By Emily Kao, UUA Environmental Justice Intern

As Unitarian Universalists, we affirm the seventh principle, “Respect for the interdependent web of all existence of which we are a part,” and understand the detrimental effects of our fossil fuel consumption and the resulting emissions, pollutants, and waste. Around the country UU congregations are taking steps to reduce their own CO2 footprints, use renewable resources, and change their consumption methods. These congregations, in partnership with the Green Sanctuary program, recognize the effect their energy consumption has on the environment and strive to lower their demand on Earth.

In 2007, the UU Society of the Daytona Beach Area pledged to reduce their use of non-renewable energy and thus their carbon footprint. Since then, the congregation has worked hard fulfilling that pledge. The church installed what was the largest and most complete solar energy system in Volusia County, consisting of a solar hot water system, two solar fans, and photovoltaic solar panels that produce 10kw of energy. With these and other electricity saving equipment and practices, such as turning off equipment and lights and reducing the use of air conditioning, the congregation has reduced its use of electricity by over fifty percent and increased members’ awareness of their energy consumption at the church and in their homes.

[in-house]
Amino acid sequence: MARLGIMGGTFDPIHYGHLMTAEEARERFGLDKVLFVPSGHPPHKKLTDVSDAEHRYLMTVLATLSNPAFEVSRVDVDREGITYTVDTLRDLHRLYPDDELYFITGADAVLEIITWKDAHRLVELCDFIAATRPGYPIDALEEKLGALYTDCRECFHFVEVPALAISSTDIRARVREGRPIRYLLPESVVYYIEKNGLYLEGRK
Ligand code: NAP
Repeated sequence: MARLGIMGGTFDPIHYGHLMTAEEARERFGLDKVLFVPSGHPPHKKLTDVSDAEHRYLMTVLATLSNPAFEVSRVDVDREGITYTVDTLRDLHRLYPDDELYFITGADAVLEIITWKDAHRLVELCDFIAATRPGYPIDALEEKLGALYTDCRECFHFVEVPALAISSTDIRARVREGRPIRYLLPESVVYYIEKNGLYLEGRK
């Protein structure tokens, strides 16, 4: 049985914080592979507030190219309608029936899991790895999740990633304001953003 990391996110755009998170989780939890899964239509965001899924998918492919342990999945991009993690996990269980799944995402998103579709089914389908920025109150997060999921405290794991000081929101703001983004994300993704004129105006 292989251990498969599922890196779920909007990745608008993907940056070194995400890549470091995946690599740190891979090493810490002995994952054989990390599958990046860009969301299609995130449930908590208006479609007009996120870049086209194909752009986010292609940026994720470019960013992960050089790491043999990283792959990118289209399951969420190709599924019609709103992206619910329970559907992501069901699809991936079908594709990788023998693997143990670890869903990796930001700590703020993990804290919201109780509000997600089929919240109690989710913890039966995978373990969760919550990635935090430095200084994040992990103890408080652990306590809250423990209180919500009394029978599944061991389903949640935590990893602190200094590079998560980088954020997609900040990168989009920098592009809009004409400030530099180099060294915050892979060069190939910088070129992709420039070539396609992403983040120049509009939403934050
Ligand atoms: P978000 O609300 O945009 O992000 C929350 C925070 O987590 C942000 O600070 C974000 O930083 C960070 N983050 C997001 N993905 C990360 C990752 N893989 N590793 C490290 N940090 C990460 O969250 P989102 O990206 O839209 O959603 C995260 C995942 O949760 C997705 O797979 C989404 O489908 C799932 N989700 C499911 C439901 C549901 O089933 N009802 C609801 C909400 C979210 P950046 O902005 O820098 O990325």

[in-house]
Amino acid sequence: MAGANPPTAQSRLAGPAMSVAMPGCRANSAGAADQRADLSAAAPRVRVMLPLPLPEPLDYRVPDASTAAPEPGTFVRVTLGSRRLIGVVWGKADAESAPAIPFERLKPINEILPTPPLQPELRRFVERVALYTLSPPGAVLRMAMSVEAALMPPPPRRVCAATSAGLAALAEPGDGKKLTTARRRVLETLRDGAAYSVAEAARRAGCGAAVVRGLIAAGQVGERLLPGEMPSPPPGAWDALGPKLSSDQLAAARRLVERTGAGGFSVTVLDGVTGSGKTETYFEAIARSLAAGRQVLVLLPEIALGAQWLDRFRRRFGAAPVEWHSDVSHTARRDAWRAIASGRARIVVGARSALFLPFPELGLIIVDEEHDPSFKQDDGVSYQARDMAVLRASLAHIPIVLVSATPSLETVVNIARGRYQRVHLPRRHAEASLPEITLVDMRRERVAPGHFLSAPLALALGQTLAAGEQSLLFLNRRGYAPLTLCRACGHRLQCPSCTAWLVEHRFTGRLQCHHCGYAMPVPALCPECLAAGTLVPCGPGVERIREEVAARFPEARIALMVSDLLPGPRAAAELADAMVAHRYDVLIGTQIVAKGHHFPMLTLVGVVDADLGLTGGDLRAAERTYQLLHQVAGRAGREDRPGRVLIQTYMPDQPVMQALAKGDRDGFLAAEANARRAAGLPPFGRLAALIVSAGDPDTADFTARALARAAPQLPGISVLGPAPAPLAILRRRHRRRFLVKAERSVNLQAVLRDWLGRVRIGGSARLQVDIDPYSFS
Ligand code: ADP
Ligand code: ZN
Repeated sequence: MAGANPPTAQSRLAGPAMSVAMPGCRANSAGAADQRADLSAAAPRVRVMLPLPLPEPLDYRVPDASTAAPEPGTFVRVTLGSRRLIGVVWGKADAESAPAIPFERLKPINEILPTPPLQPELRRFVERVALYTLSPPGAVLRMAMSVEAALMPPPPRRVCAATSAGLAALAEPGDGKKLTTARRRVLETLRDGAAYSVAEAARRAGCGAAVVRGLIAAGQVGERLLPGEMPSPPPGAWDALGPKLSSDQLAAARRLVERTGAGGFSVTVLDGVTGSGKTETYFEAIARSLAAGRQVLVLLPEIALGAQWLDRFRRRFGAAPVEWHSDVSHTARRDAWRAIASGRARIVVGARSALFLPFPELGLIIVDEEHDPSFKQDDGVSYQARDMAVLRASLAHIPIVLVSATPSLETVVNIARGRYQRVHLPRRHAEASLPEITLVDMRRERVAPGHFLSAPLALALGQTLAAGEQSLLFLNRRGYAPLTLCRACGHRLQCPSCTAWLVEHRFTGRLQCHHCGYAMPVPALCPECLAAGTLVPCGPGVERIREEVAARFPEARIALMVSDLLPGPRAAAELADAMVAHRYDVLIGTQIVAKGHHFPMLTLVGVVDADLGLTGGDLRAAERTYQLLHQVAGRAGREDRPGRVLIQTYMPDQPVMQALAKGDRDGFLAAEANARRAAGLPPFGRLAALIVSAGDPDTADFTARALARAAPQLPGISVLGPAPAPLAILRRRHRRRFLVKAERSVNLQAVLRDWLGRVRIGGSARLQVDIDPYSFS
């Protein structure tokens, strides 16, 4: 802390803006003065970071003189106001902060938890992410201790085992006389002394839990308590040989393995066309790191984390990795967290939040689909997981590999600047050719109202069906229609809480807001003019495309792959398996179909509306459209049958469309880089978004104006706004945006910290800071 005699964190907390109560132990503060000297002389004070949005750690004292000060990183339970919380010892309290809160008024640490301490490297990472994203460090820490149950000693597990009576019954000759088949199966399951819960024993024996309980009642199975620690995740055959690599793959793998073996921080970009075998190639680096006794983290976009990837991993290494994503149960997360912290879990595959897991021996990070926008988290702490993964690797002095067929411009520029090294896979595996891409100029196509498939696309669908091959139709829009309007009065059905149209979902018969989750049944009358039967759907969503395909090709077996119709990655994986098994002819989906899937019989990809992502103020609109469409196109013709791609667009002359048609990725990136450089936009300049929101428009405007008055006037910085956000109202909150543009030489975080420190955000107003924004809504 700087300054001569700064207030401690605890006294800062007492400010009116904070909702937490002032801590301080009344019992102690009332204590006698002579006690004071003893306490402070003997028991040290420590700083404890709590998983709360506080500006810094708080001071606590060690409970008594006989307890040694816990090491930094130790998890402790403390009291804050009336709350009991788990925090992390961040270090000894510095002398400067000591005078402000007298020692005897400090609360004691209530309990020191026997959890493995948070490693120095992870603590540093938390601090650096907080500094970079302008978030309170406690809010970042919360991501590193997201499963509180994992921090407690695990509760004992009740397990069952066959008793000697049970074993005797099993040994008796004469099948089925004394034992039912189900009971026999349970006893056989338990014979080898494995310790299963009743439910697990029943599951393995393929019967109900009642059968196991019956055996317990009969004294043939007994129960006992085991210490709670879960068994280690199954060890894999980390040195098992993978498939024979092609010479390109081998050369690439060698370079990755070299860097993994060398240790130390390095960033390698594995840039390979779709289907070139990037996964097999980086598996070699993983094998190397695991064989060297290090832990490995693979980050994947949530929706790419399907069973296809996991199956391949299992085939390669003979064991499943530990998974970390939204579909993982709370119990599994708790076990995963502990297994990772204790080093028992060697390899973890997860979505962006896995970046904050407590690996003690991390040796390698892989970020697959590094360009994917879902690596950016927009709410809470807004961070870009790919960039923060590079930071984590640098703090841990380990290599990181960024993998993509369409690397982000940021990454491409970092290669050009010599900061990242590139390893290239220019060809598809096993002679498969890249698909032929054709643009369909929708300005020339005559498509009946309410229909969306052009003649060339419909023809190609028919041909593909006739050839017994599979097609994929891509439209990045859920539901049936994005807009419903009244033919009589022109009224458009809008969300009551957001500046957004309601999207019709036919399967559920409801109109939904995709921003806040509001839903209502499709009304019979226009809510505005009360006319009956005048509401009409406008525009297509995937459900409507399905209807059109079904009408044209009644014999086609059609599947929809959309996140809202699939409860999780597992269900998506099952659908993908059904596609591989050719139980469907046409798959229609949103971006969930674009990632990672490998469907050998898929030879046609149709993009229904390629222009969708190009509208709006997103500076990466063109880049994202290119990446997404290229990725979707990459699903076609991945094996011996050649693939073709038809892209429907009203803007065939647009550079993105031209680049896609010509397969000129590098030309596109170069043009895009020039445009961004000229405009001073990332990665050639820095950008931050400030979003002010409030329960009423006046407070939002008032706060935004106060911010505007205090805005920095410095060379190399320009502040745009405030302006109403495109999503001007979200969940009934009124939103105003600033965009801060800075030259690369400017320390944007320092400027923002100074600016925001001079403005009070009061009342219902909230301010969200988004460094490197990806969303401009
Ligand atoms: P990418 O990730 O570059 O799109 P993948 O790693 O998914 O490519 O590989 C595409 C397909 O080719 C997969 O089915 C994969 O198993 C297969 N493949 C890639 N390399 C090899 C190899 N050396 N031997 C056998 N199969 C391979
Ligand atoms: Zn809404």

When the Unitarian Church in Westport, Connecticut audited its environmental and environmental justice footprint, it found that many crucial opportunities to save energy had been missed. In the face of these findings, the congregation launched a campaign to change its usage and emphasize conservation. Under its Clean Energy Initiative, the church switched to purchasing all of its electricity from clean sources. Through the church’s example and education efforts, 105 families also demanded clean energy from their energy providers.